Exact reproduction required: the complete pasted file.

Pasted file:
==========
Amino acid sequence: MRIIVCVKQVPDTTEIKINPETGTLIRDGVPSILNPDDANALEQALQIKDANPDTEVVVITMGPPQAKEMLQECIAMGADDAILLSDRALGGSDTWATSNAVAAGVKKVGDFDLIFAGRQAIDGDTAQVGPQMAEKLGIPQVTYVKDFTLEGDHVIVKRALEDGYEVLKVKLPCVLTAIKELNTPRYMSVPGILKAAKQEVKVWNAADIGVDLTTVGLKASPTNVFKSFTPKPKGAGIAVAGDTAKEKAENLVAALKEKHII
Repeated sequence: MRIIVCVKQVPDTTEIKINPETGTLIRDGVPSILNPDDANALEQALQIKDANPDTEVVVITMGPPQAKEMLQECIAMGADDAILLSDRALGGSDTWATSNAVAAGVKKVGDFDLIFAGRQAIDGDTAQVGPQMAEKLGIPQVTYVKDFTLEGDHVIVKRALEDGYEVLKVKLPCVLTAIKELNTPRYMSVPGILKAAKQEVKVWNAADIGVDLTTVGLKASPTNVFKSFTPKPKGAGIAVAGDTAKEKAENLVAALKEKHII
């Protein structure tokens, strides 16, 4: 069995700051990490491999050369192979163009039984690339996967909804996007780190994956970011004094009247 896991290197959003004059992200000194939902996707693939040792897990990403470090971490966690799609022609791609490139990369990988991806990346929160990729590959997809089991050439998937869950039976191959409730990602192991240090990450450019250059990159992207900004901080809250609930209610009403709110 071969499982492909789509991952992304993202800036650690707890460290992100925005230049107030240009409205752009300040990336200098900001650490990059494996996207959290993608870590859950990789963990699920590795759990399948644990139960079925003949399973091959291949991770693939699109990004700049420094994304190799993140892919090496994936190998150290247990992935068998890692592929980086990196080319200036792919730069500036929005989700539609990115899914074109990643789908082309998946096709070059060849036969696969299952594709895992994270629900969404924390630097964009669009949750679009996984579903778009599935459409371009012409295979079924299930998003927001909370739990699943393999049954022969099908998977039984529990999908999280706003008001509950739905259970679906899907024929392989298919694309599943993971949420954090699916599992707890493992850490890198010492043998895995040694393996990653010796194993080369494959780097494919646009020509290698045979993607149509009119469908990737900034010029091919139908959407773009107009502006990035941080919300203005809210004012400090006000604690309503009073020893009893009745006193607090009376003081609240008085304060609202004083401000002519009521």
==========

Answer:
Amino acid sequence: MRIIVCVKQVPDTTEIKINPETGTLIRDGVPSILNPDDANALEQALQIKDANPDTEVVVITMGPPQAKEMLQECIAMGADDAILLSDRALGGSDTWATSNAVAAGVKKVGDFDLIFAGRQAIDGDTAQVGPQMAEKLGIPQVTYVKDFTLEGDHVIVKRALEDGYEVLKVKLPCVLTAIKELNTPRYMSVPGILKAAKQEVKVWNAADIGVDLTTVGLKASPTNVFKSFTPKPKGAGIAVAGDTAKEKAENLVAALKEKHII
Repeated sequence: MRIIVCVKQVPDTTEIKINPETGTLIRDGVPSILNPDDANALEQALQIKDANPDTEVVVITMGPPQAKEMLQECIAMGADDAILLSDRALGGSDTWATSNAVAAGVKKVGDFDLIFAGRQAIDGDTAQVGPQMAEKLGIPQVTYVKDFTLEGDHVIVKRALEDGYEVLKVKLPCVLTAIKELNTPRYMSVPGILKAAKQEVKVWNAADIGVDLTTVGLKASPTNVFKSFTPKPKGAGIAVAGDTAKEKAENLVAALKEKHII
């Protein structure tokens, strides 16, 4: 069995700051990490491999050369192979163009039984690339996967909804996007780190994956970011004094009247 896991290197959003004059992200000194939902996707693939040792897990990403470090971490966690799609022609791609490139990369990988991806990346929160990729590959997809089991050439998937869950039976191959409730990602192991240090990450450019250059990159992207900004901080809250609930209610009403709110 071969499982492909789509991952992304993202800036650690707890460290992100925005230049107030240009409205752009300040990336200098900001650490990059494996996207959290993608870590859950990789963990699920590795759990399948644990139960079925003949399973091959291949991770693939699109990004700049420094994304190799993140892919090496994936190998150290247990992935068998890692592929980086990196080319200036792919730069500036929005989700539609990115899914074109990643789908082309998946096709070059060849036969696969299952594709895992994270629900969404924390630097964009669009949750679009996984579903778009599935459409371009012409295979079924299930998003927001909370739990699943393999049954022969099908998977039984529990999908999280706003008001509950739905259970679906899907024929392989298919694309599943993971949420954090699916599992707890493992850490890198010492043998895995040694393996990653010796194993080369494959780097494919646009020509290698045979993607149509009119469908990737900034010029091919139908959407773009107009502006990035941080919300203005809210004012400090006000604690309503009073020893009893009745006193607090009376003081609240008085304060609202004083401000002519009521």